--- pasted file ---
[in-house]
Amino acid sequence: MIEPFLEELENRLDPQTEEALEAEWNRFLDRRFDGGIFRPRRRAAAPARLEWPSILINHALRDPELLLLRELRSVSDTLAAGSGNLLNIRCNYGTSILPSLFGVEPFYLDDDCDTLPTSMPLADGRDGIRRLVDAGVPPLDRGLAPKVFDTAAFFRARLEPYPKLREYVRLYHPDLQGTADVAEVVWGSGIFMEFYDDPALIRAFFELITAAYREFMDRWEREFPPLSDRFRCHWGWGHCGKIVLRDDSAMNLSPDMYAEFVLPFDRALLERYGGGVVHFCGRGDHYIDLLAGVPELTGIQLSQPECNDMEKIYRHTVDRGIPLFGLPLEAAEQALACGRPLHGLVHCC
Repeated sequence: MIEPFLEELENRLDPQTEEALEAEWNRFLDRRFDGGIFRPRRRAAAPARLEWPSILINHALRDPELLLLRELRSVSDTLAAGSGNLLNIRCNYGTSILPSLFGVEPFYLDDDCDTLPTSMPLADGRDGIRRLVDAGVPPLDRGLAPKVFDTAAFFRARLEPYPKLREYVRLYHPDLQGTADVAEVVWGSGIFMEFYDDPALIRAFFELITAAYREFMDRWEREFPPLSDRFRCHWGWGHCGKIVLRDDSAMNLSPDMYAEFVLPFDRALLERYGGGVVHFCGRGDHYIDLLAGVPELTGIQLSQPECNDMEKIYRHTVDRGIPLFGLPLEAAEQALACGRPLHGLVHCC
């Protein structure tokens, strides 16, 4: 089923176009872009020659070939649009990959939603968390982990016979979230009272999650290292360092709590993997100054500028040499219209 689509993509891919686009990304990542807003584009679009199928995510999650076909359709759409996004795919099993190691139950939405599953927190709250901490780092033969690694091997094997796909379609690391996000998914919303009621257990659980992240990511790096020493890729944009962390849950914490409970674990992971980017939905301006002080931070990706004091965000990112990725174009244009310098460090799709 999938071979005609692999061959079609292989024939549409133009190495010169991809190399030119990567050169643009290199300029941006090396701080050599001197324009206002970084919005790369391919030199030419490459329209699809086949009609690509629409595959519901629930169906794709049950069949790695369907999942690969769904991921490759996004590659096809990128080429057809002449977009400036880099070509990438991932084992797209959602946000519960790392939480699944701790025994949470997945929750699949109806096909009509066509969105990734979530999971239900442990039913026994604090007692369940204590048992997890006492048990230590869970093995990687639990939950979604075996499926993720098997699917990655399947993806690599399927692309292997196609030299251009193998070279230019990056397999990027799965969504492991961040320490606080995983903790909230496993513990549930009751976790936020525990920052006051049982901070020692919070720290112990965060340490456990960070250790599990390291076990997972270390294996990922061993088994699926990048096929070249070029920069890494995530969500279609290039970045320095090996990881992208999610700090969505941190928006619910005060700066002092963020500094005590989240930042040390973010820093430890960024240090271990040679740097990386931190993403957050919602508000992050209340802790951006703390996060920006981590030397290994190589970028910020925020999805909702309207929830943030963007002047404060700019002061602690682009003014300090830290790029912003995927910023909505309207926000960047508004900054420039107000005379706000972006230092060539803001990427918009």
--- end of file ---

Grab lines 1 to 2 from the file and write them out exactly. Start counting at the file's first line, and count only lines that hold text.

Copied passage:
[in-house]
Amino acid sequence: MIEPFLEELENRLDPQTEEALEAEWNRFLDRRFDGGIFRPRRRAAAPARLEWPSILINHALRDPELLLLRELRSVSDTLAAGSGNLLNIRCNYGTSILPSLFGVEPFYLDDDCDTLPTSMPLADGRDGIRRLVDAGVPPLDRGLAPKVFDTAAFFRARLEPYPKLREYVRLYHPDLQGTADVAEVVWGSGIFMEFYDDPALIRAFFELITAAYREFMDRWEREFPPLSDRFRCHWGWGHCGKIVLRDDSAMNLSPDMYAEFVLPFDRALLERYGGGVVHFCGRGDHYIDLLAGVPELTGIQLSQPECNDMEKIYRHTVDRGIPLFGLPLEAAEQALACGRPLHGLVHCC